From: | Robert Haas <robertmhaas(at)gmail(dot)com> |
---|---|

To: | Heikki Linnakangas <heikki(dot)linnakangas(at)enterprisedb(dot)com> |

Cc: | pgsql-hackers(at)postgresql(dot)org, Tom Lane <tgl(at)sss(dot)pgh(dot)pa(dot)us> |

Subject: | Re: Resjunk sort columns, Heikki's index-only quals patch, and bug #5000 |

Date: | 2009-09-21 00:43:45 |

Message-ID: | 603c8f070909201743r1fcc3405w1980962d2bd30455@mail.gmail.com |

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On Tue, Sep 15, 2009 at 7:53 AM, Robert Haas <robertmhaas(at)gmail(dot)com> wrote:

>>> Consider A IJ B, with

>>> the scan over A implemented as an index scan. It seems to me that if

>>> the join selectivity is < 1, then assuming there's a choice, we

>>> probably want to join A to B and then do the heap fetches against A

>>> afterwards. But if the join selectivity is > 1 (consider, for

>>> example, a cross join), we probably want to do the heap fetches first.

>>

>> Hmm, good point. I didn't consider that join selectivity can be > 1.

>>

>> A more common scenario is that there's an additional filter condition on

>> the HeapFetch, with a selectivity < 1. It can then cheaper to perform

>> the heap fetches first and only join the remaining rows that satisfy the

>> filter condition.

>

> Well, again, it seems to me that it entirely depends on whether the IJ

> increases or decreases the number of rows. You want to do the heap

> fetches at the point where there are the fewest of them to do, and you

> can't know that a priori. When you start talking about "more common"

> scenarios, what you really mean is "more common in the queries I

> normally do", and that's not the same as what other people's queries

> do. (See, for example, previous discussions on -performance, where it

> turns out that my suggested "fix" for a particular kind of planner

> problem is the exact opposite of Kevin Grittner's fix for a problem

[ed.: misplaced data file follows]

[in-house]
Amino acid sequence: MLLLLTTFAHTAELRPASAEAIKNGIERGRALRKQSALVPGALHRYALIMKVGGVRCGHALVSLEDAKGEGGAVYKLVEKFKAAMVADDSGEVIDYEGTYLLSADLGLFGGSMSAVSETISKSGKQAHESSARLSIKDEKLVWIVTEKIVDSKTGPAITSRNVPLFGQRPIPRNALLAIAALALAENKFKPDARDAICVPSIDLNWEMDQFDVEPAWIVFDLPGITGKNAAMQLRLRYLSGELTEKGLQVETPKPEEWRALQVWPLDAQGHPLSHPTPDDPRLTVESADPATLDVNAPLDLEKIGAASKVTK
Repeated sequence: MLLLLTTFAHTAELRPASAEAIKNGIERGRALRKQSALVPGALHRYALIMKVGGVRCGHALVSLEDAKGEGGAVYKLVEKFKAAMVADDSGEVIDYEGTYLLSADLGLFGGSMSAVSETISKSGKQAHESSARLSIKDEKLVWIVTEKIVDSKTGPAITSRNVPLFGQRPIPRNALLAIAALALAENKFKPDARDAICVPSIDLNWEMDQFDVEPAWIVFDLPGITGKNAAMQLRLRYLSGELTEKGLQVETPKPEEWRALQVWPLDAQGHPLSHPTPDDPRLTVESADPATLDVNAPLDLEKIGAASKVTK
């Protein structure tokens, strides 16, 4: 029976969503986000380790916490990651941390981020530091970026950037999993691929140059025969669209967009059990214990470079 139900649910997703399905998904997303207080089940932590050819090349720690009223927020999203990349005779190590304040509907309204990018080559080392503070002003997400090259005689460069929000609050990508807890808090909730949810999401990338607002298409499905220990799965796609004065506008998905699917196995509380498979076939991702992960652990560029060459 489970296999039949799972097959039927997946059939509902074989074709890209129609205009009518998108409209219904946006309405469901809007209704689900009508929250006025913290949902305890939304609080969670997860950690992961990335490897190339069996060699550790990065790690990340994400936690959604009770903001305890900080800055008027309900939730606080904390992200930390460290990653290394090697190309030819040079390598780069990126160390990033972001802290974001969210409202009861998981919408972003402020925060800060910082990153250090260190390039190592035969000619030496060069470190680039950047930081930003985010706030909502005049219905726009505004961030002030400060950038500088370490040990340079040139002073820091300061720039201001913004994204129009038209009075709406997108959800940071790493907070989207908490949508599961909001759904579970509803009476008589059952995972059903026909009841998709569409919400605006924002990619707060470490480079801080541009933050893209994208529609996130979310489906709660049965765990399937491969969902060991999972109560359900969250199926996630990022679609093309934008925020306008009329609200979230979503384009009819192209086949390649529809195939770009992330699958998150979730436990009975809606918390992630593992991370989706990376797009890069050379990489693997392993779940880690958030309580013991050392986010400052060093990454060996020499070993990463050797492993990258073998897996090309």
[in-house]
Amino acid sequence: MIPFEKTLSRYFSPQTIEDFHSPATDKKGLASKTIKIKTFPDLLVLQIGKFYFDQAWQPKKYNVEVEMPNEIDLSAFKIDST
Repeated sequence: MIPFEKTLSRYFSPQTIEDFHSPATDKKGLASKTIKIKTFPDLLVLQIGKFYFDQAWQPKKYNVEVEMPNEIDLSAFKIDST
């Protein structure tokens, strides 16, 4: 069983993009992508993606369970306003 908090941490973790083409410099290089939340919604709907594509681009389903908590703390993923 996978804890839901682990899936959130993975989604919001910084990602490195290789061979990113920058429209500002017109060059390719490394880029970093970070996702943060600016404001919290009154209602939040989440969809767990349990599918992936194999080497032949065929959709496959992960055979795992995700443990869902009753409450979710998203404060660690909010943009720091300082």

> with the same code; the existing code bounds a certain value from

> below at 1 - I suggested raising it to 2, he suggested lowering it to

> 0.)

I've been mulling over this problem all week. I haven't gotten all

that far, but here are my thoughts.

Suppose we're planning some joinrel within a large join nest. We have

two partial paths A and B with identical pathkeys. Path A does not

involve an index scan, so we know its exact cost. Path B involves an

index scan, so a heap fetch will have to be done at some point, but

since we can't yet know where the best place to do that heap fetch is,

so we can't know the exact cost of B. Basically, the decision we face

here is whether to keep both plans A and B or to discard one of them

as clearly inferior to the other. As a preliminary observation, this

is the logic that is performed by add_path(), which gets called A LOT

in planning large join nests, so the performance impact of what

happens there needs to be measured carefully.

We can, however, put some bounds on the cost of B. We know what the

cost of B is disregarding the heap fetch (or heap fetches) that will

eventually need to be performed. This cost is also the minimum total

cost of B, in the case where some yet-to-be-performed join is

estimated to return no rows, and thus the heap fetch is estimated to

not actually need to fetch anything. We can also bound the maximum

cost of B: it certainly can't be any higher than the cost of doing all

the heap fetches immediately above the index fetches. We could

probably compute a tighter upper bound by considering various possible

positions for the heap fetches at or below the level of the joinrel,

but I doubt that it's worth the effort.

Instead, what we can do is compare the low-estimate for B to the

estimate for A. If it's higher, discard B. Otherwise, compare the

high-estimate for B to the estimate for A. If it's lower, discard A.

Otherwise, keep both paths. More generally, we can conceive of each

path as having low and high estimates, and we can say that for two

paths with identical pathkeys, P dominates P' if the high-estimate for

P is less than the low-estimate for P'.

In this view of the world, we don't actually need to represent the

heap-fetches in the path trees during joinrel planning. Instead, we

build up a set of possible paths for the whole joinrel, and then at

the end, we go back and look at any remaining paths that require heap

fetches to be inserted and figure out the best place to put them. The

major problem I see with this approach is that it may slow down

add_path() too much, but if that turns out to be the case I don't have

another idea short of attacking the problem using some kind of

heuristics that will probably be less accurate than an analysis of the

type described above.

Thoughts?

...Robert

- Re: Resjunk sort columns, Heikki's index-only quals patch, and bug #5000 at 2009-09-15 11:53:13 from Robert Haas

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